Background Despite substantial recent improvement in mortality from cardiovascular disease, due primarily to success of primary and secondary prevention strategies, it remains the leading cause of death in the developed world. Among those patients hospitalised with acute myocardial infarction (AMI), cardiogenic shock (CS) is the foremost cause of death complicating up to 10% of admissions. Introduction of early revascularisation strategies and mechanical ventricular support have seen short-term mortality due to CS fall from 70% to 80% in the 1970s to around 50%–60% in the 1990s. Previous studies suggest that women experience more CS than men (11.6% vs 8.3%) in the setting of ST elevation MI. Whether primary percutaneous coronary intervention (PPCI) for AMI has resulted in further reduction in in-hospital mortality and whether there are gender differences in outcomes due to CS is not known.
Aims The aim of this study is to determine the rate of in-hospital mortality following primary PCI in the setting of CS and examine the gender differences in the incidence of CS and the rate of in-hospital mortality.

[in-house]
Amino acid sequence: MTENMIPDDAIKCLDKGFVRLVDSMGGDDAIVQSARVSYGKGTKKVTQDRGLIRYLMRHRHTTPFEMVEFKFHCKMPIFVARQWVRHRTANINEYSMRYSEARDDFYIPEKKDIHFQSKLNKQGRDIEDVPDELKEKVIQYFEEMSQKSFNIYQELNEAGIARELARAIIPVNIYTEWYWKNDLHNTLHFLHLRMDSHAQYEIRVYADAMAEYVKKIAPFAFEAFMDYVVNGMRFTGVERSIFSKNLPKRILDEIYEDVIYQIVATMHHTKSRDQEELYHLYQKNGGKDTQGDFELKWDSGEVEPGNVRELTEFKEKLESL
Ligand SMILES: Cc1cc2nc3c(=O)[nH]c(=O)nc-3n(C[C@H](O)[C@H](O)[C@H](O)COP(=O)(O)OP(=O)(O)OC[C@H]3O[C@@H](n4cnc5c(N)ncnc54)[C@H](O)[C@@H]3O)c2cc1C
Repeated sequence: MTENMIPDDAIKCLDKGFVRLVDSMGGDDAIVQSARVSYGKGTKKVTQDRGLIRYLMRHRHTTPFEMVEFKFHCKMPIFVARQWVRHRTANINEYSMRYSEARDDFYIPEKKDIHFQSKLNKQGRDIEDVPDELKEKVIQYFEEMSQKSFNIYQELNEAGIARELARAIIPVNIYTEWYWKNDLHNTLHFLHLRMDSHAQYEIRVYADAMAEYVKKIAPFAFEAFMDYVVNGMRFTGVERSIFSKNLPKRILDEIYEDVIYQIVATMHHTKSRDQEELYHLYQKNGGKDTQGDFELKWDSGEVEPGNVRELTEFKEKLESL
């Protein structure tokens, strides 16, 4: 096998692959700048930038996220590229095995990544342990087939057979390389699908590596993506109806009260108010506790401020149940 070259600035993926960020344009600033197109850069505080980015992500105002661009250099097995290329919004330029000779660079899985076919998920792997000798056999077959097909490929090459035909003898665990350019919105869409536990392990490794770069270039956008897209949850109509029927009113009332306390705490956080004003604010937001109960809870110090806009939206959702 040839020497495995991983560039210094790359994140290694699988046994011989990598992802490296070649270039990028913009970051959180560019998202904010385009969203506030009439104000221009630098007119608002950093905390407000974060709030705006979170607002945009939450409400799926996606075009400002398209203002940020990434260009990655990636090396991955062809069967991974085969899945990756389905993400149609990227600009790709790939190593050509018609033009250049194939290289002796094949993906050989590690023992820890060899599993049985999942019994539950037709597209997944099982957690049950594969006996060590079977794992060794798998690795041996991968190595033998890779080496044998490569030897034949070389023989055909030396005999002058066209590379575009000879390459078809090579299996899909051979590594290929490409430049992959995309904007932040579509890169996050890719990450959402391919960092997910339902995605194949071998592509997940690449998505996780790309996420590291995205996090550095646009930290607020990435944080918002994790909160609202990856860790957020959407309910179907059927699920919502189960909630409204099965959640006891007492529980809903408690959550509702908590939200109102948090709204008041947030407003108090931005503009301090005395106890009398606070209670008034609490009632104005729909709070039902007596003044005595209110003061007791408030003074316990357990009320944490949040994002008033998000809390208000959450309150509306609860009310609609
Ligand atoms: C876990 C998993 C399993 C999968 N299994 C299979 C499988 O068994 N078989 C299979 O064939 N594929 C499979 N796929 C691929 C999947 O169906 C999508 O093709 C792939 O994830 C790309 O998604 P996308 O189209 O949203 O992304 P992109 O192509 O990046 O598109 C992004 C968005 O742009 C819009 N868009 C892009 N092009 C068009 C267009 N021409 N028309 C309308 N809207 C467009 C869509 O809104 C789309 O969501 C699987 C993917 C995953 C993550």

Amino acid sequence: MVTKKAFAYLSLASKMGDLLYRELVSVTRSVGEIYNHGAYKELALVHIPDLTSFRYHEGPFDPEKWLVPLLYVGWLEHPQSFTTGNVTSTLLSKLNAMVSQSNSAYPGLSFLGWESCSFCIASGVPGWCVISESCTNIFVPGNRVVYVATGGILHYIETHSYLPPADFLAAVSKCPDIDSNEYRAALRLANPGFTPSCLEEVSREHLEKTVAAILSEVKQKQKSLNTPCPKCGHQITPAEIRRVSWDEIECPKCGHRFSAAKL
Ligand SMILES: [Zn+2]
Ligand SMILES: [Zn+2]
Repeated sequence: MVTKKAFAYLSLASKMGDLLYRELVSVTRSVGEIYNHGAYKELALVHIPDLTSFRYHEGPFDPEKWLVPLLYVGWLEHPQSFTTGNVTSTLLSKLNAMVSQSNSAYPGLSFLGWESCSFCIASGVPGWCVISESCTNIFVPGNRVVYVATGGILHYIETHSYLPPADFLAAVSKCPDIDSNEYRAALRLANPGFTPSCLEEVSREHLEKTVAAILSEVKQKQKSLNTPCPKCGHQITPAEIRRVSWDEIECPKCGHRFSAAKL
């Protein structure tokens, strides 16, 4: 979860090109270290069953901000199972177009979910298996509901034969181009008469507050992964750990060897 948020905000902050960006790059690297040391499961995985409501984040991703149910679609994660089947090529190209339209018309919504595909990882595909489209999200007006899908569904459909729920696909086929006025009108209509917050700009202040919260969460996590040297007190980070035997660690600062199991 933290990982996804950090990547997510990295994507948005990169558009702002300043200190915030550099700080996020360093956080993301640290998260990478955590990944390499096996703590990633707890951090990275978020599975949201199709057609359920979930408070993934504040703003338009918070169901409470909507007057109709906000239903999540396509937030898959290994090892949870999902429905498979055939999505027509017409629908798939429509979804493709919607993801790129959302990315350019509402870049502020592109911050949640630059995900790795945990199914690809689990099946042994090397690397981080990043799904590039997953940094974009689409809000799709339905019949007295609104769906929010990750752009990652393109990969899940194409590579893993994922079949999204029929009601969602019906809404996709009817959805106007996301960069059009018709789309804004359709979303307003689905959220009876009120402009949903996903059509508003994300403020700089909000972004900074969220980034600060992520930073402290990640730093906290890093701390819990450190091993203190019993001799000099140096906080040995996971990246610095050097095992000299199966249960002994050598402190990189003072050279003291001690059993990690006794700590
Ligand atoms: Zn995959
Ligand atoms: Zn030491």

Methods Data were collected prospectively among all patients presenting with AMI to a large UK tertiary cardiac centre and undergoing PPCI between April 2008 and October 2011.
Results In total 2866 patients (male: 2023 [70.6%] vs female: 843 [29.4%]) underwent PPCI. In total, 141/2866 (4.9%) had percutaneous coronary procedures (balloon angioplasty only or stenting) in the setting of cardiogenic shock. There were 81/2023 [4%] male patients and 60/843 [7.1%]) female patients with CS undergoing PPCI. There were no significant differences in the baseline characteristics between male and female patients except female patients were older than men (male: mean age 64.1 years vs female 69.9 years, p=0.004). The overall unadjusted in-hospital mortality rate was 35.4% with no difference in the genders (male: 35.8% vs female: 35%, p=0.730).
Conclusion The present analysis demonstrates that in the PPCI era, there is reduction in the incidence of cardiogenic shock with reduced unadjusted in-hospital mortality rates following primary PCI. The unadjusted in-hospital mortality rates did not differ between the genders despite the fact that there were more women that had presented with cardiogenic shock.
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